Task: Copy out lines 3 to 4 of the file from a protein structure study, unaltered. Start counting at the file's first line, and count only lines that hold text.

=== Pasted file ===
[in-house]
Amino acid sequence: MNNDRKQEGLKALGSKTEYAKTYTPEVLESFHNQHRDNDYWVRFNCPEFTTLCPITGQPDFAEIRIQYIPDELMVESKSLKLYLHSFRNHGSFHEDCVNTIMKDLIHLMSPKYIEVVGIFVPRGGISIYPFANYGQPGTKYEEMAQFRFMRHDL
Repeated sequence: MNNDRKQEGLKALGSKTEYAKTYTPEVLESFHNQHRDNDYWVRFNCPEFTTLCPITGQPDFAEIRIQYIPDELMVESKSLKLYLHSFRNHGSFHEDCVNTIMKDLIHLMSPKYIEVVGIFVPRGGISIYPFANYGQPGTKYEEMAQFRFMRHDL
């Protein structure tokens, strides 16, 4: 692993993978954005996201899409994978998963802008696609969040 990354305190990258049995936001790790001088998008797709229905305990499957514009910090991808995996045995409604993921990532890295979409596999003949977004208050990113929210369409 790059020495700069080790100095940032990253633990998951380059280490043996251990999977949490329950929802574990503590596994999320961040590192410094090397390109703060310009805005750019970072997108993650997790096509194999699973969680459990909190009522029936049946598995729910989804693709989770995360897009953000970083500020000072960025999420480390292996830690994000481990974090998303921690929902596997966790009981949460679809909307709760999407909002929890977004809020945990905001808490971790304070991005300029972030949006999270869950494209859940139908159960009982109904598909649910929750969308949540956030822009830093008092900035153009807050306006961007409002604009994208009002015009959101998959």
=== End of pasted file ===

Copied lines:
Repeated sequence: MNNDRKQEGLKALGSKTEYAKTYTPEVLESFHNQHRDNDYWVRFNCPEFTTLCPITGQPDFAEIRIQYIPDELMVESKSLKLYLHSFRNHGSFHEDCVNTIMKDLIHLMSPKYIEVVGIFVPRGGISIYPFANYGQPGTKYEEMAQFRFMRHDL
């Protein structure tokens, strides 16, 4: 692993993978954005996201899409994978998963802008696609969040 990354305190990258049995936001790790001088998008797709229905305990499957514009910090991808995996045995409604993921990532890295979409596999003949977004208050990113929210369409 790059020495700069080790100095940032990253633990998951380059280490043996251990999977949490329950929802574990503590596994999320961040590192410094090397390109703060310009805005750019970072997108993650997790096509194999699973969680459990909190009522029936049946598995729910989804693709989770995360897009953000970083500020000072960025999420480390292996830690994000481990974090998303921690929902596997966790009981949460679809909307709760999407909002929890977004809020945990905001808490971790304070991005300029972030949006999270869950494209859940139908159960009982109904598909649910929750969308949540956030822009830093008092900035153009807050306006961007409002604009994208009002015009959101998959």